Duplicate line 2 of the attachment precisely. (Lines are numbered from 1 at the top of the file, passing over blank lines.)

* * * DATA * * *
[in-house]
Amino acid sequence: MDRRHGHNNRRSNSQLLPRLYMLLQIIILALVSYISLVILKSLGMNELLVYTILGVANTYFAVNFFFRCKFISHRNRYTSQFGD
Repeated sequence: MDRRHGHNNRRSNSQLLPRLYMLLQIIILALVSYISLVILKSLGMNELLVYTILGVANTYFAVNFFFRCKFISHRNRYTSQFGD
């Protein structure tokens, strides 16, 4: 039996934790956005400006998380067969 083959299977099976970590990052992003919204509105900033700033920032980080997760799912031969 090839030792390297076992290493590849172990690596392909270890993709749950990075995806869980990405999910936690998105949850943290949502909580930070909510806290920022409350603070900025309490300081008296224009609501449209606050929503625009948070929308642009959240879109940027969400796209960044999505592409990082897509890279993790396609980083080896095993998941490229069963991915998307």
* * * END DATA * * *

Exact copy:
Amino acid sequence: MDRRHGHNNRRSNSQLLPRLYMLLQIIILALVSYISLVILKSLGMNELLVYTILGVANTYFAVNFFFRCKFISHRNRYTSQFGD